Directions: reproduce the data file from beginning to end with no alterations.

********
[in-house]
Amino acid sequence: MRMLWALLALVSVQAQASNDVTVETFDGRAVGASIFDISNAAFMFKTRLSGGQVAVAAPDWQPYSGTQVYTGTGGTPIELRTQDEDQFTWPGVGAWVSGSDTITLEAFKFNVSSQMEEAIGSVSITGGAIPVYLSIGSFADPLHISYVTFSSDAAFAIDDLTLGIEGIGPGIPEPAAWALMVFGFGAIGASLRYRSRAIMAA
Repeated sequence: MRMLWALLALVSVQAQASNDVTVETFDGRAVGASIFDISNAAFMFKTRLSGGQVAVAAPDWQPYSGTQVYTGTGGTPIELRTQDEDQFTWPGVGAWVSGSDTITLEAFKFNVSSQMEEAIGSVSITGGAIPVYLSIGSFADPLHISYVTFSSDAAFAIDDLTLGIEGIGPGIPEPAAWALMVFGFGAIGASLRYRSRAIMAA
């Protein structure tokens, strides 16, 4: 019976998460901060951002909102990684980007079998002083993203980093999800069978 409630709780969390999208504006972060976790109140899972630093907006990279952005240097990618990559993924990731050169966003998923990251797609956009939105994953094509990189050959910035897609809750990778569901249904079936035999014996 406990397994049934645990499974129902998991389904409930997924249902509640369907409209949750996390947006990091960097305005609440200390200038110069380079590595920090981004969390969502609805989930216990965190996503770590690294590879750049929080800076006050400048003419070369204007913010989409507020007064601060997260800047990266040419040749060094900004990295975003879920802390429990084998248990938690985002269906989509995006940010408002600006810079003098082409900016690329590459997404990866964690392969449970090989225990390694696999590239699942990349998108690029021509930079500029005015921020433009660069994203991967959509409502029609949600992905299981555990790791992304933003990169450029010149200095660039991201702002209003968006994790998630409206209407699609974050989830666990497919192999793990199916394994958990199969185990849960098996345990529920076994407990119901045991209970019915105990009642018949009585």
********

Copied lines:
[in-house]
Amino acid sequence: MRMLWALLALVSVQAQASNDVTVETFDGRAVGASIFDISNAAFMFKTRLSGGQVAVAAPDWQPYSGTQVYTGTGGTPIELRTQDEDQFTWPGVGAWVSGSDTITLEAFKFNVSSQMEEAIGSVSITGGAIPVYLSIGSFADPLHISYVTFSSDAAFAIDDLTLGIEGIGPGIPEPAAWALMVFGFGAIGASLRYRSRAIMAA
Repeated sequence: MRMLWALLALVSVQAQASNDVTVETFDGRAVGASIFDISNAAFMFKTRLSGGQVAVAAPDWQPYSGTQVYTGTGGTPIELRTQDEDQFTWPGVGAWVSGSDTITLEAFKFNVSSQMEEAIGSVSITGGAIPVYLSIGSFADPLHISYVTFSSDAAFAIDDLTLGIEGIGPGIPEPAAWALMVFGFGAIGASLRYRSRAIMAA
């Protein structure tokens, strides 16, 4: 019976998460901060951002909102990684980007079998002083993203980093999800069978 409630709780969390999208504006972060976790109140899972630093907006990279952005240097990618990559993924990731050169966003998923990251797609956009939105994953094509990189050959910035897609809750990778569901249904079936035999014996 406990397994049934645990499974129902998991389904409930997924249902509640369907409209949750996390947006990091960097305005609440200390200038110069380079590595920090981004969390969502609805989930216990965190996503770590690294590879750049929080800076006050400048003419070369204007913010989409507020007064601060997260800047990266040419040749060094900004990295975003879920802390429990084998248990938690985002269906989509995006940010408002600006810079003098082409900016690329590459997404990866964690392969449970090989225990390694696999590239699942990349998108690029021509930079500029005015921020433009660069994203991967959509409502029609949600992905299981555990790791992304933003990169450029010149200095660039991201702002209003968006994790998630409206209407699609974050989830666990497919192999793990199916394994958990199969185990849960098996345990529920076994407990119901045991209970019915105990009642018949009585």